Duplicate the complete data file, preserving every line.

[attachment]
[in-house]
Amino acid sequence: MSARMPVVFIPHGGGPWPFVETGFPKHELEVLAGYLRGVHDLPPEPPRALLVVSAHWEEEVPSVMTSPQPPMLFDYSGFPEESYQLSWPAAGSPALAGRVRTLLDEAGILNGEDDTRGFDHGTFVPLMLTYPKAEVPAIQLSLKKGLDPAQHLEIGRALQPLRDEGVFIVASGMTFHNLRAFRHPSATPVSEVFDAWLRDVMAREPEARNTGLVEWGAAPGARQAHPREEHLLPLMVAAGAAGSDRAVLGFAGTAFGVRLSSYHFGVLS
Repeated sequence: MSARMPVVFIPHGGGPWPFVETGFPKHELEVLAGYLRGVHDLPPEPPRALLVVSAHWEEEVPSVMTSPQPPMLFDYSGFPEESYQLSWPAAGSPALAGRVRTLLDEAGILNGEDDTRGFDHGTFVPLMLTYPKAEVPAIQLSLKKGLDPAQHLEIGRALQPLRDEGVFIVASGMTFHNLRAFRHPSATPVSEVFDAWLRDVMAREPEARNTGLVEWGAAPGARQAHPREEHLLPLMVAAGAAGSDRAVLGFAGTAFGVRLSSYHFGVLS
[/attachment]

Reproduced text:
[in-house]
Amino acid sequence: MSARMPVVFIPHGGGPWPFVETGFPKHELEVLAGYLRGVHDLPPEPPRALLVVSAHWEEEVPSVMTSPQPPMLFDYSGFPEESYQLSWPAAGSPALAGRVRTLLDEAGILNGEDDTRGFDHGTFVPLMLTYPKAEVPAIQLSLKKGLDPAQHLEIGRALQPLRDEGVFIVASGMTFHNLRAFRHPSATPVSEVFDAWLRDVMAREPEARNTGLVEWGAAPGARQAHPREEHLLPLMVAAGAAGSDRAVLGFAGTAFGVRLSSYHFGVLS
Repeated sequence: MSARMPVVFIPHGGGPWPFVETGFPKHELEVLAGYLRGVHDLPPEPPRALLVVSAHWEEEVPSVMTSPQPPMLFDYSGFPEESYQLSWPAAGSPALAGRVRTLLDEAGILNGEDDTRGFDHGTFVPLMLTYPKAEVPAIQLSLKKGLDPAQHLEIGRALQPLRDEGVFIVASGMTFHNLRAFRHPSATPVSEVFDAWLRDVMAREPEARNTGLVEWGAAPGARQAHPREEHLLPLMVAAGAAGSDRAVLGFAGTAFGVRLSSYHFGVLS